TRALAC - Trade Law Centre

U.S. Sec. Powell And Mauritian Minister Cuttaree Open Third Agoa Forum

Tuesday, 09 December 2003

Source: United States Department of State (Washington, DC)

The runaway success of the African Growth and Opportunity Act (AGOA) has affirmed its place as the "cornerstone" of the U.S.-Africa trade relationship, says Stephen Hayes, president of the Corporate Council on Africa (CCA).

In the first three quarters of 2003, trade under AGOA amounted to more than $10.2 billion -- a 59 percent increase over the same period last year -- Hayes said December 8 at the opening of the 2003 Private Sector Session of the Third U.S.-Sub-Saharan Africa Trade and Economic Cooperation Forum.

"The significant capital investments in Africa underpin and foster this growth and are essential to the long-term growth of African economies," Hayes told the audience of ministers, ambassadors, and corporate executives who had gathered at Washington's J.W. Marriott Hotel. "Export-led growth has been the engine for economic development for whole regions of this planet," he added.

To illustrate his point, Hayes cited the record economic growth rates achieved in Southeast Asia in the post-World War II era -- where open markets, free trade and entrepreneurship resulted in dramatically improved living standards.

"AGOA now provides Africa with diverse opportunities to grow and integrate into the global economy in ways both similar to the Asian experience as well as ways that are uniquely African," he said.

The successes of AGOA's first three years demonstrate the program's potential, Hayes said. He cited as an example Lesotho, which is exporting more than $300 million worth of apparel and other goods under AGOA this year alone.

In Kenya, he said, more than 21,000 new jobs have been created. In Ghana, he added, new textile factories have been built under AGOA and pineapples are now being exported to the United States under the terms of the trade legislation.

In South Africa, the government has reported the creation of 90,000 new jobs through AGOA, Hayes said, while sales of Mercedes-Benz automobiles, many of which are manufactured for export in South Africa, have increased in the United States in the last three years.

While it is clear that both Americans and Africans are benefiting from AGOA, he said, just as clearly, more people on each continent could be reaping the benefits of the historic legislation.

"In my view," Hayes said," the full benefits of AGOA have yet to be harvested by most African nations and the people of those nations."

Thus, he explained, the Corporate Council on Africa (CCA) strongly supports calls by President Bush and many in Congress to extend and expand AGOA. Legislation recently announced in both the U.S. House of Representatives and Senate "give us reason to cheer," he said.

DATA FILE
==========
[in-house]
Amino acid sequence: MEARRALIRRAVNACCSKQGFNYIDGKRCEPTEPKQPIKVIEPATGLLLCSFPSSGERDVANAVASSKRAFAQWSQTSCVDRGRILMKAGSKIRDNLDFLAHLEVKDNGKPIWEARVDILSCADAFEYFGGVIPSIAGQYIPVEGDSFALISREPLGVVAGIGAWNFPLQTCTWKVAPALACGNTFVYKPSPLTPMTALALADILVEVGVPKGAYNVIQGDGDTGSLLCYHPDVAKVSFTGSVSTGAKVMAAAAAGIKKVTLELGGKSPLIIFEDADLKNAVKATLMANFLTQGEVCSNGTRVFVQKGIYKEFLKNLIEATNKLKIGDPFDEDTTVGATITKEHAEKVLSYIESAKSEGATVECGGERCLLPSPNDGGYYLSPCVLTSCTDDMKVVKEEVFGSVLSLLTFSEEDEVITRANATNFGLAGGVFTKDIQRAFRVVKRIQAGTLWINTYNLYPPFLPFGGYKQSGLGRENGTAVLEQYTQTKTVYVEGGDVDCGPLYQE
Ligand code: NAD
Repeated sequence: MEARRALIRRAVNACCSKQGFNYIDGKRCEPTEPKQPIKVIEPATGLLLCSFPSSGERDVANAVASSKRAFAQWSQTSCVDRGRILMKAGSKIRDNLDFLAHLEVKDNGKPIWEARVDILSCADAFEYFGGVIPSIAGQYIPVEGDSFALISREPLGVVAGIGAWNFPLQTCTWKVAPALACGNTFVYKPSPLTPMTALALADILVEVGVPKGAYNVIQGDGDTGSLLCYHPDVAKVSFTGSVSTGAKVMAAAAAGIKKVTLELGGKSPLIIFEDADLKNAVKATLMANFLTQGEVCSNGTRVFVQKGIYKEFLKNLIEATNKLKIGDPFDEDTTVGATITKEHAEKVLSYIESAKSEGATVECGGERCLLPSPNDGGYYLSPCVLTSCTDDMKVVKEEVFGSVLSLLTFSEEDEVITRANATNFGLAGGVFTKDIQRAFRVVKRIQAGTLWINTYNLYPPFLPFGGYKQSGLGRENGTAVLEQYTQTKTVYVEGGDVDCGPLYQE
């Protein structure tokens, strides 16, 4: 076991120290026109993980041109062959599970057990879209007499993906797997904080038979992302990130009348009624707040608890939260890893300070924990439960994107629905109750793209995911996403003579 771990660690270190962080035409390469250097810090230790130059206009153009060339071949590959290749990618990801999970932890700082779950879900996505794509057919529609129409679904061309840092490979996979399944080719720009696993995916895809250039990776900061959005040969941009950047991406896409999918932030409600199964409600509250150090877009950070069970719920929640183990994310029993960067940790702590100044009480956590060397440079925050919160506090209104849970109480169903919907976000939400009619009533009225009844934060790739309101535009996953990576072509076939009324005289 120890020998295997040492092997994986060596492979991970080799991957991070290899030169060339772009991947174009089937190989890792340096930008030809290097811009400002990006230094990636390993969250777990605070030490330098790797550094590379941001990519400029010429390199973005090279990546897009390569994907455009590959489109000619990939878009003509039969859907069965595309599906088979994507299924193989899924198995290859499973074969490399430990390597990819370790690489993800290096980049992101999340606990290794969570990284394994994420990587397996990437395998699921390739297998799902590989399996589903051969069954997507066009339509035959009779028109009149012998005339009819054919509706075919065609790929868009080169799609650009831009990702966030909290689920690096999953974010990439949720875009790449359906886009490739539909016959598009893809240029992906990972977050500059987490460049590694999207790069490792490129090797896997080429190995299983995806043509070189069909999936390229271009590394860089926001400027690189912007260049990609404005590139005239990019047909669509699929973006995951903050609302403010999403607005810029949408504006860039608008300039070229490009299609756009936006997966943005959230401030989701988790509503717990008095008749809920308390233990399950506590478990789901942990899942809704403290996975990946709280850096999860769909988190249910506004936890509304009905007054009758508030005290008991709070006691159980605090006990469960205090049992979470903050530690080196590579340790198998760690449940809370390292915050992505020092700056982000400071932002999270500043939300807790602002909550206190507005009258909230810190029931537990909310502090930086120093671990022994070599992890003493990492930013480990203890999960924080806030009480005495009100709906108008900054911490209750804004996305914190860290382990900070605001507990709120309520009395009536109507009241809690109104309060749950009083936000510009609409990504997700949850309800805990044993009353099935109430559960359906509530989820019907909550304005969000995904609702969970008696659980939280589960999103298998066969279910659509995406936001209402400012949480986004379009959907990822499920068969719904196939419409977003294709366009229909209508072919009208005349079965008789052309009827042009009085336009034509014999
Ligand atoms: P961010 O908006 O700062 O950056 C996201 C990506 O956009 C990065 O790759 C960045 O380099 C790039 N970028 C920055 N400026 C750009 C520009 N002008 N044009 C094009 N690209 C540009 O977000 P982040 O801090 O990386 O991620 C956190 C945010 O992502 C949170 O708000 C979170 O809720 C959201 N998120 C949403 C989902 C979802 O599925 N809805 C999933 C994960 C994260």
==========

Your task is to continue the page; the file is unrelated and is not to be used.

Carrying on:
If AGOA is to fully succeed, Hayes told his audience, much more must be done to build a strong, binding economic partnership. "AGOA is not enough. ... We must do more -- not only for the sake of Africa but for the sake of our own economic development as well."

In the United States, all Americans, according to Hayes, must come to realize that "vibrant African economies do truly mean a far more healthy and vibrant American economy. When we come to understand how closely we can be linked, then we will be true partners. That is yet to come."

The U.S.-Africa trade relationship must be built one step at a time and the additions to AGOA -- like AGOA III, he said, are meant to do exactly that.

The latest proposed legislation for AGOA III seeks to extend the term of the original Act and specifically addresses the need to allow more African fruits and vegetables into the United States. This is important, Hayes said, because not all countries in Africa can benefit from textile and apparel production.

"But every nation in Africa and most of its people can benefit from the opening of our doors in a transparent manner to African agricultural produce," he quickly added. "Eighty-five percent of Africans work in agriculture. If Europe can import African produce with no harmful effects, ... why can't America open its doors in the same way or in even fairer ways than Europe? I believe we can."

U.S.-Africa trade under AGOA must be enhanced even further, Hayes asserted, especially in sectors that are addressed by AGOA III, such as agribusiness, handicrafts, and small business. "Compared to textiles and apparel, these sectors have seen far less spectacular results from AGOA," he said.

"We are convinced, however, that these sectors have the potential to revolutionize ... U.S.-Africa trade... and in the long-run will provide more stable economic benefit to all involved," he said.

Again citing the Asia example, Hayes said that just as that continent's growth was spurred by foreign investment and financing, more in this area must be done for Africa. Increased capital flows must complement AGOA, he said, adding that to promote those flows, CCA will hold its first major "Increasing Capital Flows to Africa" conference in February 2004.

Hayes called on African leaders to enact "bold steps" to attract the U.S. capital that is essential to stimulating their economies. He warned, however, that "problems such as inadequate judicial systems, poor and inconsistent macro-economic policy and conflict too often deter investors," thus limiting all forms of development.

Concluding, Hayes said sustainable development cannot be achieved until African governments graduate once and for all from an era of poor governance and ill-advised economic policies.

(The Washington File is a product of the Bureau of International Information Programs, U.S. Department of State. Web site: